The Five Chamber Alliance, a group consisting of each borough’s Chamber of Commerce, held a conference at the Billie Holiday Theatre yesterday to commemorate successful minority and woman-owned businesses in New York City.
The first half of the event featured a panel discussion entitled “Centennial Talk: Borough of Diversity,” about what the city has done to support M/WBEs (Minority/Women-owned Business Enterprises) and the work that still needs to be done.
The second half saw the announcement of the winners of the third annual M/WBE Awards, a newly designated award for outstanding accomplishments by women and people of color in business. This marks the first time that the award ceremony was held in the borough of Brooklyn.
“Today, we usually do things a little differently with the Chamber,” said Brooklyn Chamber of Commerce President and CEO Andrew Hoan. “We celebrate Black History Month traditionally at Weeksville, and we celebrate Women’s Herstory Month with a panel discussion. This year, we said, let’s smash it all together, and let’s host this incredible event – which is a symbol of the Five Chamber Alliance and its strength – here in Brooklyn, on the year of our one hundredth birthday.”
The panel was moderated by NYC Department of Small Business Services Commissioner Gregg Bishop, and included Assemblywoman Rodneyse Bichotte (D-Flatbush, Ditmas Park), businesswoman Penda Aiken, Assemblywoman Tremaine Wright (D-Bedford-Stuyvesant, Northern Crown Heights), and City Council Member Robert Cornegy Jr. (D-Bedford-Stuyvesant, Northern Crown Heights).
During the panel discussion, the electeds discussed the most pressing issues they’ll be facing this year as M/WBE advocates – most prominently, the fact that New York State’s M/WBE program, Article 15a, is set to expire in April.
Bichotte said that she intends to not just renew, but “re-authorize” and improve the program. Among other things, the new program will include a workforce program that will ensure that contractors hire a significant number of minority and female workers.
“There are a few things that we’re trying to push,” said Bichotte. “We are trying to make sure that the program is more robust, in terms of lifting some of the barriers.”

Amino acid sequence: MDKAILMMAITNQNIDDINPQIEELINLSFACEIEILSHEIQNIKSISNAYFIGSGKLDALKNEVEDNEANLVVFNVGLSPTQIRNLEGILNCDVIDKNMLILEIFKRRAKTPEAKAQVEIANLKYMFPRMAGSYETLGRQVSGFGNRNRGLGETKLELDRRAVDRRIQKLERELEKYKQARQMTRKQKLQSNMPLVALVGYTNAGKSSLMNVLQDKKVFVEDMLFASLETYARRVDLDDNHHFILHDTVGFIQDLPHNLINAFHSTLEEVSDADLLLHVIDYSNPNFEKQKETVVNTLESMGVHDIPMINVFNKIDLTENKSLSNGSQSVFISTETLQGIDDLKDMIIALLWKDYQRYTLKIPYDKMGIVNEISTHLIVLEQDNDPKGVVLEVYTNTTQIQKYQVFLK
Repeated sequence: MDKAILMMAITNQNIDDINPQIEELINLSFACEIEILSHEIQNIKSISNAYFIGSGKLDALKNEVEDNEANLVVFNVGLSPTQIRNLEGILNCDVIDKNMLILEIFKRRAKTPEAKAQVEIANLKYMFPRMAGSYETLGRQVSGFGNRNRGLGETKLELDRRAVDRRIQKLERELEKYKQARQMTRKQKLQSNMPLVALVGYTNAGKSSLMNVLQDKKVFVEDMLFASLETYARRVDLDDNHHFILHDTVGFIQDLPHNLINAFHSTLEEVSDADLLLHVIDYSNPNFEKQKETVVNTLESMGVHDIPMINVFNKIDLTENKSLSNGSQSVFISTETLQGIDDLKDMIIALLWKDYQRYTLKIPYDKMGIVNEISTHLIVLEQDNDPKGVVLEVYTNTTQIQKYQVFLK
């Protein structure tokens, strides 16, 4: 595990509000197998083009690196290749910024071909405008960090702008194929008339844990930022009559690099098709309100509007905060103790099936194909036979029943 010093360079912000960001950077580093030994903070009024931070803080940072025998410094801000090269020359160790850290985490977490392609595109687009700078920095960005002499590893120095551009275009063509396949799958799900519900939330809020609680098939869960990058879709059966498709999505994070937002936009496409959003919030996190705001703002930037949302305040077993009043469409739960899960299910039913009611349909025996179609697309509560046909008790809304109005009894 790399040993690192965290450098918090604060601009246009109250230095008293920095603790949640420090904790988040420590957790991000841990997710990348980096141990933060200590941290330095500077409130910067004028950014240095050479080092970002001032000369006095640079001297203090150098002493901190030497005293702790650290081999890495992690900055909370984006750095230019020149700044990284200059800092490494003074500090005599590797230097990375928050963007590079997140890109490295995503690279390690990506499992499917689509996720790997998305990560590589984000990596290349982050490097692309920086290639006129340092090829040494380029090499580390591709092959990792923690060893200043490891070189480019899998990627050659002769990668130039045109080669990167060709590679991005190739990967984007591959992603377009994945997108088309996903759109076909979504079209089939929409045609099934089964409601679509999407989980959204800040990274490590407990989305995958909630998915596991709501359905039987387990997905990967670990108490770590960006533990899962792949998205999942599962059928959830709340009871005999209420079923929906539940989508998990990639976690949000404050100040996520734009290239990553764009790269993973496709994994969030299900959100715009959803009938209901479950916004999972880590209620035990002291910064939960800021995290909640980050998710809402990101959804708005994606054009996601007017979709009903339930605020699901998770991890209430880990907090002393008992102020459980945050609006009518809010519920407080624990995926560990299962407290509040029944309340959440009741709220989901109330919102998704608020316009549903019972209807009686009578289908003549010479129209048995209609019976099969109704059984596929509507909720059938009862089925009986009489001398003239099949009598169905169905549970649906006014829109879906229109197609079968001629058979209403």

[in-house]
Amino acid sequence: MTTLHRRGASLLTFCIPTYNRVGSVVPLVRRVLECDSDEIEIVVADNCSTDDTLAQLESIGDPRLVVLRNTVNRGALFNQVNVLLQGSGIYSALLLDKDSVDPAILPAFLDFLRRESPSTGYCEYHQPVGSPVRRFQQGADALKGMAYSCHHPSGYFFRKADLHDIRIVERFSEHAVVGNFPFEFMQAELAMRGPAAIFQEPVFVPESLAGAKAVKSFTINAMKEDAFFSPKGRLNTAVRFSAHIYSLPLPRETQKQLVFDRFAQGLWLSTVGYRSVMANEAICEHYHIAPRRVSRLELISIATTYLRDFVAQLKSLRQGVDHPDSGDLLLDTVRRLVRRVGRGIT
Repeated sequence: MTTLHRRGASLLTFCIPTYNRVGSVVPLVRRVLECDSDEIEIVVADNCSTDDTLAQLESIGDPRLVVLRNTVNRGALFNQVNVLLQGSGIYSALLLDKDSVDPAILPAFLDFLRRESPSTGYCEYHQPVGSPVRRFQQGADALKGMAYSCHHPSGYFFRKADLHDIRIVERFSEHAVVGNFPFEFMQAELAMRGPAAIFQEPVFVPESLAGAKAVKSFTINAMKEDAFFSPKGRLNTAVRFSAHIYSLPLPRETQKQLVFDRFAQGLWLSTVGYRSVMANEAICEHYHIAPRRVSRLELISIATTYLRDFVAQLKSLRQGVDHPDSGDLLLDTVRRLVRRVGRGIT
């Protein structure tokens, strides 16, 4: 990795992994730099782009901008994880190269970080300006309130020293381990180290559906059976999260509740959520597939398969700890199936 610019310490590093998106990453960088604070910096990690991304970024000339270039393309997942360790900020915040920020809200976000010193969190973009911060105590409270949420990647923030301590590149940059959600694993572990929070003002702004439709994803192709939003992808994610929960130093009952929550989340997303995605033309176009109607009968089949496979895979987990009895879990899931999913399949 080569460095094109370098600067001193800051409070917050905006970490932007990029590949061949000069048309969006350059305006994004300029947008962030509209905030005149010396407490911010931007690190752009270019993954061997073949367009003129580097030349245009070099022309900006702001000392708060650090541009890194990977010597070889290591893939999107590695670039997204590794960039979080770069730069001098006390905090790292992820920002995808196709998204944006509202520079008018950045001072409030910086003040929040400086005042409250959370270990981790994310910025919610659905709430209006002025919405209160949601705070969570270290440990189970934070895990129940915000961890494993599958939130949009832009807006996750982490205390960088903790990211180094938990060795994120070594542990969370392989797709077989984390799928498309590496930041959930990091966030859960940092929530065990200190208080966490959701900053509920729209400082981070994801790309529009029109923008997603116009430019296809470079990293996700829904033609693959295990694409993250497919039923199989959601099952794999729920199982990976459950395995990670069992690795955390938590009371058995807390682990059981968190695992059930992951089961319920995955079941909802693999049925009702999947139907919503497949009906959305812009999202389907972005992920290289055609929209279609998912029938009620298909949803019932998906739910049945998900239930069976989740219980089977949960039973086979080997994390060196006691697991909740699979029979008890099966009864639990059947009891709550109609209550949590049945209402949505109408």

Bichotte also talked about “the cap”, a restriction on the M/WBE program that disqualifies businesspeople form the program if their net worth is at least $3.5 million. Bichotte said that this restriction unfairly penalizes businesspeople who inherit large estates from their parents and grandparents, and that the cap should instead be based on how much money the government has been awarding them over a set period of time.
“Let’s say you lived [in Bed-Stuy] all your life, and you inherited a couple of brownstones from your parents,” said Bichotte. “Guess what? Your personal net worth is gonna exceed 3.5 million. So that is gonna dictate whether you should be in the program. Does that make sense?”
The business certification process was another frequently addressed topic. The electeds stressed the need to make the process as simple and intuitive as possible for new business owners. Cornegy, who chaired the Council’s Committee on Small Businesses in his first term at the council, credited Commissioner Bishop for his efforts to streamline the process.
“When I took over as the chair, we had a lot of conversations, you and I, about streamlining the application process,” Cornegy told Bishop. “Because it was a little convoluted, so I want to credit your office for coming up with a way to streamline and turn around the certification much quicker.”
Wright brought up the need to reach out to minority and woman-owned micro businesses, who Wright claimed are underrepresented in the Chambers’ membership.
“I had a conversation with the Brooklyn Chamber about three or four years ago, about what their membership makeup looked like,” said Wright. “It did not have a lot of micro businesses in this neighborhood as members… if you guys begin to speak with them a little bit sooner, they’ll be able to transition from ‘micro’ to just ‘small’ a lot sooner.”
After the panel discussion, the M/WBE awards were presented by the five presidents of each borough’s Chambers of Commerce: Andrew Hoan of Brooklyn, Thomas Grech of Queens, Jessica Walker of Manhattan, Nunzio del Greco of the Bronx, and Linda Baran of Staten Island. Among the winners announced were Nancy Vargas, CEO of DH2 Chauffeured Transportation; Cheryl Gentry, founder of Glow Global Events; and Ramakrishna Cherukuri, founder of New York Fragrance.
This talk is the beginning of a series planned for 2018, to honor the Brooklyn Chamber of Commerce’s 100th year in existence. The second talk, about the contributions of immigrants, will take place on April 24.